'Evening News' Milked Tragedies to Scare Viewers on Depression Drugs
Looking for factual medical reporting that avoids milking tragedy to create hype? If youâ€™ve made an appointment to watch the CBS â€śEvening News,â€ť you may want to get a second opinion.
While all three broadcast networks touched on the FDAâ€™s new â€śblack boxâ€ť warning label for patients up to age 25 on popular prescription depression medications, CBSâ€™s treatment of the story laid out the heaviest dose of raw emotion and sensationalism.
â€śHow in the hell do I tell a kid that his father committed suicide!â€ť widow Suzanne Gonzalez demanded in a clip Couric aired during the opening teaser to the December 13 â€śEvening News.â€ť
â€śAt an emotional hearing some family members saidâ€ť new warnings labels on anti-depressant medication â€ścome too late,â€ť Couric noted later in the program as she introduced correspondent Sharyl Attkissonâ€™s story on how the FDA â€śis ordering new warning labelsâ€ť on prescription antidepressants such as Paxil and Zoloft.
â€śFDA advisors heard angry and very personal stories from a room full of people,â€ť noted Attkisson as she cued up two sound bites from Gonzalez, who accused the FDA of â€śruining my life, my daughterâ€™s life, my sonâ€™s life.â€ť
Nearly 30 seconds into the story, Attkisson gave her audience the underlying facts, reporting that the FDA was extending so-called â€śblack boxâ€ť warnings on depression drugs for patients up to age 25, based on â€śnew analysisâ€ť that showed a doubling of suicidal behavior in young adults.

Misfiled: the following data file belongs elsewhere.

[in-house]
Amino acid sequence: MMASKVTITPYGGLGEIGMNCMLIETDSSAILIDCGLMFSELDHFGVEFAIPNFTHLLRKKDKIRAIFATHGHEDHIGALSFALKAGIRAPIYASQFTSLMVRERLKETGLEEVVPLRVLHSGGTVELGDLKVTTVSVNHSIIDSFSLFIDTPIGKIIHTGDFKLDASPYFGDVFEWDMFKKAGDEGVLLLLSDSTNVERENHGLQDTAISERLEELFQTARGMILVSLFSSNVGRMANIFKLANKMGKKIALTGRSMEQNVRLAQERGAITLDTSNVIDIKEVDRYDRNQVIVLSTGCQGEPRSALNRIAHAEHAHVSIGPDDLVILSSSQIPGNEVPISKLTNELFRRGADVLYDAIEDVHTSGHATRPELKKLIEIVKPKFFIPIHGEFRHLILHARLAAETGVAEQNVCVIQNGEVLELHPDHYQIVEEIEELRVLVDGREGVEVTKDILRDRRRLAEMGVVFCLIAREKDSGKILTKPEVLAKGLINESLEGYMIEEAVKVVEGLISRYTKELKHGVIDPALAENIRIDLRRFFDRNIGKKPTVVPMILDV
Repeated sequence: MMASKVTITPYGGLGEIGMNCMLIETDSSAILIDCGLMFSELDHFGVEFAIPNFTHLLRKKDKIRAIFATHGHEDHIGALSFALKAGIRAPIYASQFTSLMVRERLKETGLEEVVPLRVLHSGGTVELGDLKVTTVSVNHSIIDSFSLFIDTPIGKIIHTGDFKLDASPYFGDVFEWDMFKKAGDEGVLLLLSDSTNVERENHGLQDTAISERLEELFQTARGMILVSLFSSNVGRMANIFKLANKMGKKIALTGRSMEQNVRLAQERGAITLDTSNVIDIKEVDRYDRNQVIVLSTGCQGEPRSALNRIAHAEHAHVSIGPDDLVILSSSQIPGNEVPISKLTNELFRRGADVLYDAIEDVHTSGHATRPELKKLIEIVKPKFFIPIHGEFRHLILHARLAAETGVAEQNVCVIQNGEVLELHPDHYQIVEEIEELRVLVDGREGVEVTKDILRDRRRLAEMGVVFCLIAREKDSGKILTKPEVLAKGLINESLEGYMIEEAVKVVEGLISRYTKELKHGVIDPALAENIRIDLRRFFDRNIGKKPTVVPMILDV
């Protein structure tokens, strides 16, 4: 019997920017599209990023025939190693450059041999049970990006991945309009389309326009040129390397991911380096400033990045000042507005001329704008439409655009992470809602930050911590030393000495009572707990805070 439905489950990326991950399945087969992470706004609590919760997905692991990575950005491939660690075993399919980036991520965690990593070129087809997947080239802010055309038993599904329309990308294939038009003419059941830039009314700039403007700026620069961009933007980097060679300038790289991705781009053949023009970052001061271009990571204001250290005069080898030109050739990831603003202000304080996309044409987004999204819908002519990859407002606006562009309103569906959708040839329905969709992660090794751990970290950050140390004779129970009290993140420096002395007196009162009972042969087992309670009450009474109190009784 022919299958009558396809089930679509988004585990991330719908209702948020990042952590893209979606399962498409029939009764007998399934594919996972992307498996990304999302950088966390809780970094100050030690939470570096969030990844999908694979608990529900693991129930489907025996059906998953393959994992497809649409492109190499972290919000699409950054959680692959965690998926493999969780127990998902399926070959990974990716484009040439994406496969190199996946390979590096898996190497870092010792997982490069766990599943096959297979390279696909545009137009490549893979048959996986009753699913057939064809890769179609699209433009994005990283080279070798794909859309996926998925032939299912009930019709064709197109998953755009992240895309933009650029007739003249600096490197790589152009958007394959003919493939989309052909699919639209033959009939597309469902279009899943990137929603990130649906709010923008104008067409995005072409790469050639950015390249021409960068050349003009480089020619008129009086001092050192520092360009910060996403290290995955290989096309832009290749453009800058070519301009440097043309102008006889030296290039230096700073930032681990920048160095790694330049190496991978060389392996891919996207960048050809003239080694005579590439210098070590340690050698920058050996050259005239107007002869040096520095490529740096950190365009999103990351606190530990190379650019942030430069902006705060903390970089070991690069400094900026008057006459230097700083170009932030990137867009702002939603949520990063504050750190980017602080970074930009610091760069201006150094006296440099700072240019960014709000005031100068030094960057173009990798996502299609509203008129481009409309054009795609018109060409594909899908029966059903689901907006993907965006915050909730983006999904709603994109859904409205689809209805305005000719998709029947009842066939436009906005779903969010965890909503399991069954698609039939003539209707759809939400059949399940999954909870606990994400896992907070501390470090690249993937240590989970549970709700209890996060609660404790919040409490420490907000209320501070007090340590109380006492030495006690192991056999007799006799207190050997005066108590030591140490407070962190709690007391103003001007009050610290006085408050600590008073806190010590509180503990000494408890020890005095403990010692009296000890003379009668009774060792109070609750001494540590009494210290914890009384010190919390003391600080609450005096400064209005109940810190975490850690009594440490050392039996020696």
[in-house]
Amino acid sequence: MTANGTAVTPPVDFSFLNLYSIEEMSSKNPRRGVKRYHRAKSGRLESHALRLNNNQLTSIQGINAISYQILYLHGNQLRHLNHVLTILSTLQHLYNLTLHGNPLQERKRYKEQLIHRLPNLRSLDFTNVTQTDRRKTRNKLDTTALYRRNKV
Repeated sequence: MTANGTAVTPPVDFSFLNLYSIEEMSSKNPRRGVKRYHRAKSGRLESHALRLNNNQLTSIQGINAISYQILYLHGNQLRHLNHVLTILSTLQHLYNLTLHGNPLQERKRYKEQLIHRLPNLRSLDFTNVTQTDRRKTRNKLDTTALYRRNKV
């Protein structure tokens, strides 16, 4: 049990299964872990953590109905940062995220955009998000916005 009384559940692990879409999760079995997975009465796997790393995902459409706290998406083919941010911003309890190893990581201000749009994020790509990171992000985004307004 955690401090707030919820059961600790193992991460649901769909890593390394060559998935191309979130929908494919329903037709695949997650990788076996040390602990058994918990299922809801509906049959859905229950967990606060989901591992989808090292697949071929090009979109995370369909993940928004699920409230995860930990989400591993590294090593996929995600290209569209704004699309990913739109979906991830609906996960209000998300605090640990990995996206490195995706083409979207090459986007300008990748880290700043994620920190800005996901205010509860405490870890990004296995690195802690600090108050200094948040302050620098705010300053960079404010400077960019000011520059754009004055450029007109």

Attkisson did feature a woman who said â€śantidepressants gave me back my life and probably very wellâ€ť saved it, but the correspondent failed to feature any doctors or psychiatrists on camera, choosing to summarize their arguments briefly at the close of her story.
â€śDoctors say thereâ€™s a balance, that antidepressants are life-saving as long as the right patients get them and are carefully watched by psychiatric professionals,â€ť Attkisson noted.
By contrast, NBCâ€™s â€śNightly Newsâ€ť and ABCâ€™s â€śWorld News with Charles Gibsonâ€ť gave less emotional accounts of the story.
While ABC reporter John McKenzie also aired a clip of Suzanne Gonzalez blaming the FDA for her husbandâ€™s death, he also noted many medical experts argue antidepressants are â€śessentialâ€ť to treatment for many patients. McKenzie aired testimony from two women who benefited from antidepressant medication and from one woman who worried that â€śany additional black box warning runs the risk of making the effective treatments less available for many depressed patients.â€ť
On the December 13 â€śNightly News,â€ť NBC anchor Brian Williams opted to consult NBCâ€™s top doc rather than air a full story.
Rather than hyping a negative storyline from the development, Williams asked NBC chief medical editor Dr. Nancy Snyderman, â€śwho is this good news for and bad news for?â€ť
Snyderman told Williams while most psychiatrists argue the â€śuse of antidepressants can keep people from committing suicide,â€ť that she thinks the medical and political controversy over warning labels â€śis one of those debates thatâ€™s going to keep going on and on and on.â€ť